GVA: Digital games often create parallel, alternative experiences for its users. How do you relate to the complex relation between reality and simulation? How do you address this tension through your work?
Claire Evans: I try not to create explicit binaries between reality and simulation. The way I see it, artwork that hopes to make any kind of real impact needs to exist in both IRL and digital space; if it exists only in the “real” world, without documentation or some form of second life online, it might as well not exist, so limited is its potential reach. As the kids in America say, “pics or it didn’t happen.” But making work that is only online, or lives only inside of a game environment, is also lacking something important. One must always acknowledge the player, the kinesthetic or bodily experience, the physical hardware, the file. It’s best to create something that overlaps between several states of being. That’s how we all live now.
GVA: How do video game aesthetics affect the overall impact of your work? What comes first, the concept or the medium?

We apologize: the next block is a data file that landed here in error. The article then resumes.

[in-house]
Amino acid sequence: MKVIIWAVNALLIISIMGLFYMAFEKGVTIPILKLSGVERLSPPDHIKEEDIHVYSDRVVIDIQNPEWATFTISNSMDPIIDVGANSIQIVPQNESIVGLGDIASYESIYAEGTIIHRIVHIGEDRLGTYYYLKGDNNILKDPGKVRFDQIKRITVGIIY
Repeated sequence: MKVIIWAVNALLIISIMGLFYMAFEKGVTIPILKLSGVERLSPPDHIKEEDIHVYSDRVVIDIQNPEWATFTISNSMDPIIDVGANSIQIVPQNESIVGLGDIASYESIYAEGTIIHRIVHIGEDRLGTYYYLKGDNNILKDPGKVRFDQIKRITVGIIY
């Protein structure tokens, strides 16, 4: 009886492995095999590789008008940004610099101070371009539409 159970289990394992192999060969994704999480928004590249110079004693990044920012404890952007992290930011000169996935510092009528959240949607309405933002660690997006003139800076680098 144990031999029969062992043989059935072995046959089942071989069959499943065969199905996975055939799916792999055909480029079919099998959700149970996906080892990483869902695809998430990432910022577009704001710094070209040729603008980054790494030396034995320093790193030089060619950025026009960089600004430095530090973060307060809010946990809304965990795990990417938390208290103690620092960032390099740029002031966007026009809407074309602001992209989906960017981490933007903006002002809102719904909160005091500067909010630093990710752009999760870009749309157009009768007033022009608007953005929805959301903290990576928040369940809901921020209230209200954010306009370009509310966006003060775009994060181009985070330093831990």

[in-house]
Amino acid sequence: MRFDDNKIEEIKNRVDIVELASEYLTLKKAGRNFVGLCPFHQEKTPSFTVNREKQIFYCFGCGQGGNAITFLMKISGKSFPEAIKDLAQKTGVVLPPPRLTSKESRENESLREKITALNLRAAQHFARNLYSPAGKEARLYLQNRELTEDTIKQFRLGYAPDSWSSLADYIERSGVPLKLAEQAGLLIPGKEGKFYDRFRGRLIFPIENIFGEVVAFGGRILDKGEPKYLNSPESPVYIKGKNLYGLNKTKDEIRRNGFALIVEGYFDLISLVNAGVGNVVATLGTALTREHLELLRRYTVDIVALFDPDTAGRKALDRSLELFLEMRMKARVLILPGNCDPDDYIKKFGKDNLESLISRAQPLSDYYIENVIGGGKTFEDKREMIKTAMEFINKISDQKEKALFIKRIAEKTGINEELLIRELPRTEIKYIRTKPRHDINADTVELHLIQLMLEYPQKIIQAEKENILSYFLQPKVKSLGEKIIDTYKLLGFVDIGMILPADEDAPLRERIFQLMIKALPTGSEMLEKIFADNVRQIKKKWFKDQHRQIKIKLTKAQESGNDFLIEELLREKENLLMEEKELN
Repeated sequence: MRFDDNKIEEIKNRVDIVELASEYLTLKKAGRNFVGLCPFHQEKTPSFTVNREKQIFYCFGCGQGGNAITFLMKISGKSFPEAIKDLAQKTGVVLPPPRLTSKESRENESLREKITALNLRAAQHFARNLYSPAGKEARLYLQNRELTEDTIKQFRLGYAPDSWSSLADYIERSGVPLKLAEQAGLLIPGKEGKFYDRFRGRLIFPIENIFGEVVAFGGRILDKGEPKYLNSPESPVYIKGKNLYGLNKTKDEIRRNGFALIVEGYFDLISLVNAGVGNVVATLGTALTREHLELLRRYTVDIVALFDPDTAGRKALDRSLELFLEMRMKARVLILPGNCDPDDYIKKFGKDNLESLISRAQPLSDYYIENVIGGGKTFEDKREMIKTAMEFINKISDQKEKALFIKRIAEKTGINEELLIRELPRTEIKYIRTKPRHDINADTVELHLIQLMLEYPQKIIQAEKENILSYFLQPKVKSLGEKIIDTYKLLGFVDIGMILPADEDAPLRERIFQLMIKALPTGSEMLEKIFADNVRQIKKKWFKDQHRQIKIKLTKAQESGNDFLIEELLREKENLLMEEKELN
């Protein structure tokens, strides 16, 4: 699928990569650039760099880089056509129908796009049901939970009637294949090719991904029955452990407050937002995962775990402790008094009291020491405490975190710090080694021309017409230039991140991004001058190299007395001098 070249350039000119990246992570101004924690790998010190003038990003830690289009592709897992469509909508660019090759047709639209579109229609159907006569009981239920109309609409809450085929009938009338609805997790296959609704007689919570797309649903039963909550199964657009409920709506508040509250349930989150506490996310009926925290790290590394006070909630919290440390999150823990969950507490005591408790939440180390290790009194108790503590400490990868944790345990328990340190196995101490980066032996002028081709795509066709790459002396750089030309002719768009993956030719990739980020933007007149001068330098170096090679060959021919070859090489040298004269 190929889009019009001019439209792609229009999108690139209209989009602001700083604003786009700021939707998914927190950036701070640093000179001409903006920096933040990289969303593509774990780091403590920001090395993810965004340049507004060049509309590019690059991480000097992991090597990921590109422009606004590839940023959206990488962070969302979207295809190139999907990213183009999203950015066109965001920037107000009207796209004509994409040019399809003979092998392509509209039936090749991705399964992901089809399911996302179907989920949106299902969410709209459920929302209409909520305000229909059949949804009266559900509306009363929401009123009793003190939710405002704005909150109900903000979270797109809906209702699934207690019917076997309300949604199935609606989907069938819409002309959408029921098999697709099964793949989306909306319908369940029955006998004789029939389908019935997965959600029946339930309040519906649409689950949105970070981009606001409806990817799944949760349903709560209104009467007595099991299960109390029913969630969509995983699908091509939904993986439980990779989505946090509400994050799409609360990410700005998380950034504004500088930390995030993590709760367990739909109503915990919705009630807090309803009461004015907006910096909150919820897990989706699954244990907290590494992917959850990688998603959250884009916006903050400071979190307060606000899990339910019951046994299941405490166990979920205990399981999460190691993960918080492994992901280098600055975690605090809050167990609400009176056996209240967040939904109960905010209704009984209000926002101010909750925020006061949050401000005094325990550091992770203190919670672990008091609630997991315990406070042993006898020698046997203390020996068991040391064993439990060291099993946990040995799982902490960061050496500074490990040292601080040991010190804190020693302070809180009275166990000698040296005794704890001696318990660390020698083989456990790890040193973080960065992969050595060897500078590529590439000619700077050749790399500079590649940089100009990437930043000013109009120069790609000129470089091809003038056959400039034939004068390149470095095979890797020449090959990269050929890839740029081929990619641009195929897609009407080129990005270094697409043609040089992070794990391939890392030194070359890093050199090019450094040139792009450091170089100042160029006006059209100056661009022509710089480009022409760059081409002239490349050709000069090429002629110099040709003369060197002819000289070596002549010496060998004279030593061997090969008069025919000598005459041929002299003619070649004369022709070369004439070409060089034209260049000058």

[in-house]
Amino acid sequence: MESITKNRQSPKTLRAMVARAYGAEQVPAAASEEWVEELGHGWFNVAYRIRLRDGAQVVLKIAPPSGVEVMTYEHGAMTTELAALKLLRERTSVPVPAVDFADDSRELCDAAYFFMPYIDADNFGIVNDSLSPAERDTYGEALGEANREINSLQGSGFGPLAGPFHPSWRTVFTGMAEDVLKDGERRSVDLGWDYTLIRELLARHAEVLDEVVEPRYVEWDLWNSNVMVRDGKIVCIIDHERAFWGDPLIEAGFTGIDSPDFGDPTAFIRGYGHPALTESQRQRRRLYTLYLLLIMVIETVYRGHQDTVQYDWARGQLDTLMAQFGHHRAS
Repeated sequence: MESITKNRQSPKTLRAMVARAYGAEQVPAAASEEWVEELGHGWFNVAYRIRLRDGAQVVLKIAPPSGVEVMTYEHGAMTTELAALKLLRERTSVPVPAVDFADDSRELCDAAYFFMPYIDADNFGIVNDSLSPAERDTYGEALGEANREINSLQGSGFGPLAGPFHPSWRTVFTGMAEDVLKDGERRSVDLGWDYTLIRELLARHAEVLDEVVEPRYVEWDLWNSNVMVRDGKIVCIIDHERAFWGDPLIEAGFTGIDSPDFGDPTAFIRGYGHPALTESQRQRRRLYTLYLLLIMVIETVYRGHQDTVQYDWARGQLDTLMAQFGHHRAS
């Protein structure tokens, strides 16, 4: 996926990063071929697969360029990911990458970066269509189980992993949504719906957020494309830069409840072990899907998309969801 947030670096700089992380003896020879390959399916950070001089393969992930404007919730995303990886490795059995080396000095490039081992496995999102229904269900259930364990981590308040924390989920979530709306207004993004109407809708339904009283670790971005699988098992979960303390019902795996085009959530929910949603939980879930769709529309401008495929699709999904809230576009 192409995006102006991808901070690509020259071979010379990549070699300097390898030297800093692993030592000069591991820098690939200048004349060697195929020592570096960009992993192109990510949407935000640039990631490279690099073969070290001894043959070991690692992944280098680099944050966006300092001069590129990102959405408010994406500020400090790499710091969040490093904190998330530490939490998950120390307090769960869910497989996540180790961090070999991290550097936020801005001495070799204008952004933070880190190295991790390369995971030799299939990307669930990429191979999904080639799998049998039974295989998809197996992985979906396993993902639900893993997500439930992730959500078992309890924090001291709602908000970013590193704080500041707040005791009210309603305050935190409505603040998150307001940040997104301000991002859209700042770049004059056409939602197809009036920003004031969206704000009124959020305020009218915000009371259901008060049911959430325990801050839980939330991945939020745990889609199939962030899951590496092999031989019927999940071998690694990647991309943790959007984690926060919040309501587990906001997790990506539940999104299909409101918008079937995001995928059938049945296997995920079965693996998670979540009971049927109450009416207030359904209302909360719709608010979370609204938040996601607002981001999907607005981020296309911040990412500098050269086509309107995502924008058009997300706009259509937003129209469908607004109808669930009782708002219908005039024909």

Claire Evans: I’m far more interested in the physics of games than I am in gaming aesthetics. The weight of digital objects, how players and objects move through space, the built world of a generated reality, all made proprietary and disseminated through the landscape of game development—that’s fascinating territory. We are entering into a period of procedural generation: video game content generated algorithmically rather than manually. This means an essentially infinite universe of worlds can be explored by the player, all randomly generated from billions of possible configurations. The more sophisticated gaming mechanics become, the more we approach a one-to-one relationship with the complexity of actual reality. After procedural generation, I argue that we will see “Generative Reality.” The cause and effect of a game imbued with Generative Reality is as nuanced and manifold as anything that happens in the real world. It goes without saying that “Generative Reality” requires infinite bandwidth, a computer the size of a planet. It’s essentially a mystical conceit, but I consider it the endgame of gaming. We are already beginning to see it. The artist David O’Reilly has a game for PlayStation coming out soon, Everything, in which the player can control every visible object in the game world. Soon this will be our expectation for reality itself.